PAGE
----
Reflections on Covid-19

It was Saturday morning. In fact it was Holy Saturday, a religious day that my particular flavour of the Christian faith doe not put much recognition into. In fact so little recognition that I struggle to dredge the depths of my memories to recall if I have ever even heard it referred to. I have concluded for brevity that I have not.

Holy Saturday is a much more recognised holy day in the established churches such as the Church of England. I am pentecostal by birth. And by that I mean “born again” birth, John 3:16 birth.

And none of that really matters about what I am wanting to mention in this post simply because on this particular Saturday, Karen and I had taken the dog for a walk and was planning on stopping at the local shop just down the road from where we live to get a few essentials in.

Now the astute amongst you who are reading this soon after I posted it will understand that this was the Saturday morning of 2020’s Easter weekend (I really do hate that term, Easter). It was the Holy Saturday that will be unlike any that most of us have experienced ever before and God willing ever will again, because it was in the throes of the Covid-19 lock down and things were not normal.

To that point I had worked form home for a total of 5 weeks. Karen had been sent home from work for the past three weeks and we had been holding church meetings via YouTube and Zoom. Social distancing was in force (even though the WHO wanted everyone to stop using the phrase social distancing), and we were not allowed to go about our daily lives in the free manner that we were all used to because Covid-19 was, and at the time of writing, still is, running rampant!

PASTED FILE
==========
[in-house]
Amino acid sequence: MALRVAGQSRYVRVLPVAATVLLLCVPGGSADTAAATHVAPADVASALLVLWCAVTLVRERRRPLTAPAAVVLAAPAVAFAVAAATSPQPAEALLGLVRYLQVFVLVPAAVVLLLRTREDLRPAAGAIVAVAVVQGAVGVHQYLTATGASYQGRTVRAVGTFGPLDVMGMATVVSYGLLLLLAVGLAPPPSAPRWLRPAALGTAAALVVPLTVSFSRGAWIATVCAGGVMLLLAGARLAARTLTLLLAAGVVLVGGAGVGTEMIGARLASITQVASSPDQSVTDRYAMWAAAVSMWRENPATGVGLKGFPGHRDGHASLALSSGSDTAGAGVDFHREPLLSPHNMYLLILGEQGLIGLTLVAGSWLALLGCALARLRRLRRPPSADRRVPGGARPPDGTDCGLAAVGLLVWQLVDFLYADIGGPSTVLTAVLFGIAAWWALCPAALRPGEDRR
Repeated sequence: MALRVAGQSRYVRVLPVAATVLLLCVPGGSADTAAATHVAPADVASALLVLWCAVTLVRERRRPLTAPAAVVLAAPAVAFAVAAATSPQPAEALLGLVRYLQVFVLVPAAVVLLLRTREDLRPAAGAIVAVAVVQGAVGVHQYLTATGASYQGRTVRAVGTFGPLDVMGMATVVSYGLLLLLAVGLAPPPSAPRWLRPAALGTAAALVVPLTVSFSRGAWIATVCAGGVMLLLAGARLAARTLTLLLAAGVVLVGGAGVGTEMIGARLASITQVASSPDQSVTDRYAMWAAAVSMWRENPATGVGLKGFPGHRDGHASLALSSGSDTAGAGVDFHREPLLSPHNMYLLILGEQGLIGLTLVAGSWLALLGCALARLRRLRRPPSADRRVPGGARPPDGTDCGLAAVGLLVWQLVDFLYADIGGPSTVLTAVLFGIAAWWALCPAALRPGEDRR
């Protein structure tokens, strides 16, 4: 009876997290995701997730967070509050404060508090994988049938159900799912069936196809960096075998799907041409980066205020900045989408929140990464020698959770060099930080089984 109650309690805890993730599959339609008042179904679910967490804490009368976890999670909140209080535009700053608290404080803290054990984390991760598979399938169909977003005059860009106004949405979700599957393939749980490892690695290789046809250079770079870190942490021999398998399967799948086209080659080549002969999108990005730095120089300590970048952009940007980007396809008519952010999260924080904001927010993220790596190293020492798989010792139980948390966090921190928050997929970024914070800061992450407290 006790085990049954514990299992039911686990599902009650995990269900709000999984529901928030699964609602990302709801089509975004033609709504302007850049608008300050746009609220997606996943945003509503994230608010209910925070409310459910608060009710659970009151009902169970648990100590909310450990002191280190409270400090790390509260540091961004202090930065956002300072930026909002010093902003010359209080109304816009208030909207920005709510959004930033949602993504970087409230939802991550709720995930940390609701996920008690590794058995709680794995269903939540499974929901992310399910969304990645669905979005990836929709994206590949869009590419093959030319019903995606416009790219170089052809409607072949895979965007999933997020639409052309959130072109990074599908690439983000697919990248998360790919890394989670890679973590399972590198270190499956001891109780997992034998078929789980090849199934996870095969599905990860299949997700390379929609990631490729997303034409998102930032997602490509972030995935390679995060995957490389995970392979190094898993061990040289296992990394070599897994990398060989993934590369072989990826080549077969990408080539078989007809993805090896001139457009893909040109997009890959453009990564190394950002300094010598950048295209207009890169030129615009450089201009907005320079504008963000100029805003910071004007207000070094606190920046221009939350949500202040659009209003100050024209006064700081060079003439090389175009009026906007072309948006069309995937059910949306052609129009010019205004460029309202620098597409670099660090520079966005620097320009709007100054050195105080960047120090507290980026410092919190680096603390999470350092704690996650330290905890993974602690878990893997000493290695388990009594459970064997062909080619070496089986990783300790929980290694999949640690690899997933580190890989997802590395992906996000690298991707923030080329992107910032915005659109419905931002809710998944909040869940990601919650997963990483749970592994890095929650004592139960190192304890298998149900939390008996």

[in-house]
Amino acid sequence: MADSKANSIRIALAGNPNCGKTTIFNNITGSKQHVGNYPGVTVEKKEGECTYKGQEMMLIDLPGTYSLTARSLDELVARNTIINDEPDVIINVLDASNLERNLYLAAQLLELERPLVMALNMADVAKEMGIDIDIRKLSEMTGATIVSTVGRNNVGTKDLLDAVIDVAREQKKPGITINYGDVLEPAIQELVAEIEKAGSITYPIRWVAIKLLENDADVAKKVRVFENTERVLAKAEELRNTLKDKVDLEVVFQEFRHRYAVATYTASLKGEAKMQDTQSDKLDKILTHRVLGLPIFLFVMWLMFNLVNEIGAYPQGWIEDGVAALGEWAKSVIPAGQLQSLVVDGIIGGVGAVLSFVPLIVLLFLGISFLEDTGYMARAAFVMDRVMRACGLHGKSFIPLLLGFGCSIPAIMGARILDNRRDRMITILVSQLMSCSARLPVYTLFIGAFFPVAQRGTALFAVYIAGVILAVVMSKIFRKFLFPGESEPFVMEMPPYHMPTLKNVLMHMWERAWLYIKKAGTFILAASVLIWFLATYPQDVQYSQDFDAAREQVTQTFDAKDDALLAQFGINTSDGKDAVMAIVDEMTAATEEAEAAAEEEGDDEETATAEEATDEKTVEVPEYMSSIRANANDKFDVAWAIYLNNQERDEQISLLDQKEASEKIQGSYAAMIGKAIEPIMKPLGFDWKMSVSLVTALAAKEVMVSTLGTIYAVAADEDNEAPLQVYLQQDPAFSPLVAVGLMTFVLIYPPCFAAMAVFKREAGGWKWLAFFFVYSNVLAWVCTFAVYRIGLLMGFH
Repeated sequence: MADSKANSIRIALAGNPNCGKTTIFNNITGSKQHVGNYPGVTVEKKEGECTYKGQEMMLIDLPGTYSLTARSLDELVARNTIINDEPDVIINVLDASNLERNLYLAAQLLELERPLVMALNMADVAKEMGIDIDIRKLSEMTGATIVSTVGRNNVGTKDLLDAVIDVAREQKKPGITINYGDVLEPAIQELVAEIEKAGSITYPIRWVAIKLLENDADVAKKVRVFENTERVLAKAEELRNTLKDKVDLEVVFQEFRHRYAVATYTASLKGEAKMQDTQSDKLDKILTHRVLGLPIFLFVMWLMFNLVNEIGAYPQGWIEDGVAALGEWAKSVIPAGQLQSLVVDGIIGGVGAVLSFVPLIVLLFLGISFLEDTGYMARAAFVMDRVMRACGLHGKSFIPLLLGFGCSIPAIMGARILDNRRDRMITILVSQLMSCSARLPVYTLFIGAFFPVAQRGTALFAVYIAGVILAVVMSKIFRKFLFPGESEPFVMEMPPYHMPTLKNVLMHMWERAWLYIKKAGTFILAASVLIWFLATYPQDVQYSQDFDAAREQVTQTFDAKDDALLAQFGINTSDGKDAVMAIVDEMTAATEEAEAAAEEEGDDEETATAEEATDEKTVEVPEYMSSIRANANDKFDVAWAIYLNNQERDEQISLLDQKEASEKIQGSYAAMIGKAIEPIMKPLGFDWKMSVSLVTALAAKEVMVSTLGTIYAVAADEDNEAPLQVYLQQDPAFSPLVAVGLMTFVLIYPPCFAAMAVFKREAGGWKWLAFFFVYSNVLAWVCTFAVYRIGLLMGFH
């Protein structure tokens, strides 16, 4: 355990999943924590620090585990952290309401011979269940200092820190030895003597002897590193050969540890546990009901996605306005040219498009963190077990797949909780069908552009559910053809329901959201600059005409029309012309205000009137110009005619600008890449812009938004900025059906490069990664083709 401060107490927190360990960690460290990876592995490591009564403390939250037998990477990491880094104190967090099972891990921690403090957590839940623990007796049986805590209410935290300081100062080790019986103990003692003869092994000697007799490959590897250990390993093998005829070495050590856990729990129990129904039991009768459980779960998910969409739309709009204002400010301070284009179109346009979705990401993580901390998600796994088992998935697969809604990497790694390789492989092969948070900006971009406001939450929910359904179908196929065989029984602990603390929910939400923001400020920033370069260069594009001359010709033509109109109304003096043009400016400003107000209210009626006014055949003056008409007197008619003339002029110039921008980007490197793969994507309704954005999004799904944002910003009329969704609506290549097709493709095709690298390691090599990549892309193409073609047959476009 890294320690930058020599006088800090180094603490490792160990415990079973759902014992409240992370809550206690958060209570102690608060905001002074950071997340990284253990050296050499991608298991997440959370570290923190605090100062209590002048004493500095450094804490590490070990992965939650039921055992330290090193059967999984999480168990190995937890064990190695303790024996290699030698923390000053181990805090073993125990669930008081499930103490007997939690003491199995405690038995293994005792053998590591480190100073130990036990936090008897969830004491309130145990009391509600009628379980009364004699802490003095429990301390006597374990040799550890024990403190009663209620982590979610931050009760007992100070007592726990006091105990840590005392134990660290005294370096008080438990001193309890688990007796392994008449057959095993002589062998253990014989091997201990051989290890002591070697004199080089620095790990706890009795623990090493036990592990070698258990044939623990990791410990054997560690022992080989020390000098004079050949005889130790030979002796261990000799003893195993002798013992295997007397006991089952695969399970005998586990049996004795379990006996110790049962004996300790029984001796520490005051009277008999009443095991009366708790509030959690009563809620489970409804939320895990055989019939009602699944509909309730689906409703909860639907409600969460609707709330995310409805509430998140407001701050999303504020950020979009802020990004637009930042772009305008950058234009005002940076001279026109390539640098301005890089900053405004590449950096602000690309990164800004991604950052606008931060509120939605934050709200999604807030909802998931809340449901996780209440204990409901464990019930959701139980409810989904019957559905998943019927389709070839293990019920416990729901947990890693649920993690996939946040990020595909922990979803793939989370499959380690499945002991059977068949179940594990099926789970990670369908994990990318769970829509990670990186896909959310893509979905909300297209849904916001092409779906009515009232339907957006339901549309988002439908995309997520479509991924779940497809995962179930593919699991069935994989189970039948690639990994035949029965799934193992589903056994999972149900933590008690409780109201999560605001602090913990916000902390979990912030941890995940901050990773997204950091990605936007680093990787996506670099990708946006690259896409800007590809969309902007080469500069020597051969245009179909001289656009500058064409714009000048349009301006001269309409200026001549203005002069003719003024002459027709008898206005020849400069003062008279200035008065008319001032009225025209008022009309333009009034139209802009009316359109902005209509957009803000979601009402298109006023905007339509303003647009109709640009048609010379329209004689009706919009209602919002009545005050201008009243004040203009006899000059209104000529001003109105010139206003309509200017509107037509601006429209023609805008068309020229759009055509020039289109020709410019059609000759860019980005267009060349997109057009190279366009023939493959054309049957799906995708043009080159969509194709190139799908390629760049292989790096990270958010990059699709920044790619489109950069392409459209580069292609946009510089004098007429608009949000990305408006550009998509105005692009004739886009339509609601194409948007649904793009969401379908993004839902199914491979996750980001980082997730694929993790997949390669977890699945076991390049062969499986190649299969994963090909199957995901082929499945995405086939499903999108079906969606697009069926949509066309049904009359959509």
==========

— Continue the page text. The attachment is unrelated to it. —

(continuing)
We, that is Karen and I were doing our bit for the NHS and staying at home save, for the odd essential visit to the supermarket, as allowed by Government decree, and for a bit of daily exercise, the two things in this instance that we married together.

The fort thing that hit me, bearing in mind this is only a local shop, was the 30 plus minute wait we had outside as the staff studiously only allowed two customers in at a time. We had arrived clearly at a busy point in the day!

But as we stood, and smiled at passers by some of whom joined the queue behind us, as they took the wide sweep mostly into the carriageway of the road to avoid the line of would be customers to the local shop, I got to thinking.

There are many lessons that will come out of this stint of lock down many lessons in society, for the Government, for us individually, for the church and I suspect it will be a period oft referred to in sermons from the pulpit in months and years to come.

But what may we learn from it now?

The reason we are in local down is because in order to fight the virus the Government has imposed the rules on us using legislation. An urgent Act of Parliament was passed and now those who are selfish enough to ignore the rules can be fined for doing so. There is a penalty for breaking the rules.

There is a clear Gospel message in this, but that is not where I want to go.